Thursday, February 6, 2014

February 6th: the Dictator Hideyoshi and the 26 Martyrs, Part II

"I do not want this religion:  a religion of love and union, which is therefore harmful for this kingdom."   The Taikō Hideyoshi (pictured below)
            The 26 Martyrs started their death-march on the tenth of January, 1597.  They were marched from dawn till nightfall for twenty-seven days, paraded as criminals and outcasts through town after town.  The youngest of the martyrs was twelve, the oldest sixty-four.  Twelve-year-old Louis Ibaraki laughed when they clipped his ear, and thereafter marched along jauntily toward Nagasaki.  On their wintry road to Calvary Thomas Kozaki, fourteen, wrote to his mother, “You should not worry about me and my father Michael”—his father was marching with him to be crucified—“I hope to see you both very soon, there in Paradise,” he explained.1 
            At one point in their trek the guards grabbed Peter Sukejiro, a young believer accompanying the martyrs, robbed him of everything he had and threw him in with them, thus sentencing him to death on their own authority.  Rather than protest, Peter merely remarked, “Seeing that we all have to die anyway, it's better to die for the Faith,” 2 thus proving his own fitness for martyrdom.
            Their last night on earth was miserable:  it was a bitterly frosty night and the Martyrs must have prayed and shivered all night long, since they were hunched together in open boats offshore of Togitsu, a Christian village north of Nagasaki, with musket-men guarding the shoreline.  Hideyoshi's sheriff, afraid of Christian violence, would not take the risk of putting them under a Christian roof for the night, as if he had something to fear from that “religion of love and union”.
            On the Fifth of February the martyrs were marshaled to their feet at dawn and marched double-time toward Nishizaka, the mountain slope atop which they would die; it would be a twelve-kilometer marathon.  The local Christians lined the roadside in silent reverence watching them pass, breathing not a whisper of hostility.  From time to time Jesuit Brother Paul Miki exclaimed, "Today is Easter Sunday for me!  The Lord has shown me such mercy!" as they climbed toward their Calvary.3   They arrived at half-past nine in the morning:  just about the time Our Lord was crucified.
            Up on their crosses the Twenty-Six awaited the coup de graçe that would end their Japanese-style crucifixions:  twin spear-thrusts from below, into their left and right sides and upward through their hearts and out their shoulders.  The false charges laid against them were painted on a placard stood in front of the row of crosses for all to see, but all of Nagasaki knew that they had been condemned merely for the crime of being Christian.  Paul Miki spent his last minutes preaching, just as he had been doing all the length of their twenty-seven day march to Calvary, proclaiming to the thousands of Nagasaki Christians blanketing the hillside below, "I greatly rejoice to die for this cause!"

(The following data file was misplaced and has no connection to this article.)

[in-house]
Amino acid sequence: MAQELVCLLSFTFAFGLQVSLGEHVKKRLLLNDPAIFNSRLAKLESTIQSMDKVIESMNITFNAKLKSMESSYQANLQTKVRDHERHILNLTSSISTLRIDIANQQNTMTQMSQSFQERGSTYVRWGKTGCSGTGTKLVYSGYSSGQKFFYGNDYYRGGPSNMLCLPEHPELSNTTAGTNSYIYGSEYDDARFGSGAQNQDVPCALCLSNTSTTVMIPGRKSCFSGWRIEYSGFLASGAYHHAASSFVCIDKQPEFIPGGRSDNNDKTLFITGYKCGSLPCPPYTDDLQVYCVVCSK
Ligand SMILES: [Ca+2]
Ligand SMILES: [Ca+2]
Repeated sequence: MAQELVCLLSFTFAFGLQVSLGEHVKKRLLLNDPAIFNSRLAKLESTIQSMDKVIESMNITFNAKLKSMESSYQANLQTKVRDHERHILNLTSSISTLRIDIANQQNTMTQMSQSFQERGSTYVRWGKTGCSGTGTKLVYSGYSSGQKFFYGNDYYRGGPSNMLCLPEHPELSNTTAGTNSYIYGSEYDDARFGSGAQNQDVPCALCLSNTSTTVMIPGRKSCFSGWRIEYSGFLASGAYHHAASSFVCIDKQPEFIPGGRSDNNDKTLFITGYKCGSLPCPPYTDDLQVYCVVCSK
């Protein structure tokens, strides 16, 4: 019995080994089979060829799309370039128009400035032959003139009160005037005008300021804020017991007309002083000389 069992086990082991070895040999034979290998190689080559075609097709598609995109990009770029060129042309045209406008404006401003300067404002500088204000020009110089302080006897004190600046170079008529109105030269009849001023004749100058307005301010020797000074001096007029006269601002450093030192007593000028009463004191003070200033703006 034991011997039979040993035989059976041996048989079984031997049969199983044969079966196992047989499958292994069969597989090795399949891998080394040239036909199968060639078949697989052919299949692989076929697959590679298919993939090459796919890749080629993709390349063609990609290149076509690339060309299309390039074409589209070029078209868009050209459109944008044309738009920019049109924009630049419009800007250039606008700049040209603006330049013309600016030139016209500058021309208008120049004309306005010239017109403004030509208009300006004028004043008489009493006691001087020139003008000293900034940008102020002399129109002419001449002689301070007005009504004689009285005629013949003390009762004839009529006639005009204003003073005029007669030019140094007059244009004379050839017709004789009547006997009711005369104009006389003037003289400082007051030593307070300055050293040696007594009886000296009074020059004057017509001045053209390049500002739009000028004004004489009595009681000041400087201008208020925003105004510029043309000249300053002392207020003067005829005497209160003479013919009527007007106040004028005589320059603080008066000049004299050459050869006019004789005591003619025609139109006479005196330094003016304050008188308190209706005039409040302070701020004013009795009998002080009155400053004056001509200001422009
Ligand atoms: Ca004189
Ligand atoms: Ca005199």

When the soldiers unsheathed their spears, the crucified martyrs and the crowd all started shouting in one voice, "Jesus!  Mary!"  This holy cry resounded again and again until every last martyr’s heart was pierced; it resounded among the hills of Nagasaki, across the waters of the bay, through the rigging of the ships from halfway round the world that lay in Nagasaki Bay tethered to their moorings, their crewmen watching transfixed by the spectacle above, as if it were they themselves and their holy Faith whose hearts were being pierced.
            Twelve-year-old Louis Ibaraki had long been prepared for this moment.  Twenty-seven days earlier, at the start of their journey, the martyrs had been paraded in oxcarts around the capital and around nearby Sakai, the mercantile center of Japan, and in their oxcart the three youngest boys had brightly sung the Our Father and the Hail Mary as their just-clipped ears poured blood; now, raised on their crosses, the three sang a Psalm—Praise the Lord, O ye children, praise ye His Holy Name.  Louis alone among the Twenty-six was there entirely by personal choice, for he had been offered his freedom by Hanzaburō, the sheriff in charge of the execution, on condition that he give up the Faith.
Louis didn’t hesitate; his answer was swift and clear:  “I do not want to live on that condition, for it is not reasonable to exchange a life that has no end for one that soon finishes” 4:  a holy precocity reminiscent of Our Lord at age twelve in the Temple, “Sitting in the midst of the teachers, listening to them and asking them questions, and all who heard him were astounded at His understanding and His answers” (Luke 2:46b-47).
In that same spirit, on the Fifth of February in the Year of Our Lord 1597, atop that slope called Nishizaka that overlooked wholly-Catholic Nagasaki and its perfect harbor, the boy-Saint Louis Ibaraki shouted words that would carry His blessing to the ears and hearts of all the listening world, before the soldiers gouged their spears into his sides and up through his twelve-year-old heart:  “Paradise!  Paradise!” he shouted, struggling toward Heaven, “Jesus!  Mary!”


Copyright 2007/2014 by Luke O’Hara

1 Diego Yuuki, S.J., The Twenty-Six Martyrs of Nagasaki (Tokyo, Enderle, 1998), 55.
2 Yuuki, 56.
3 Yuuki, 70.
4 Yuuki, 60.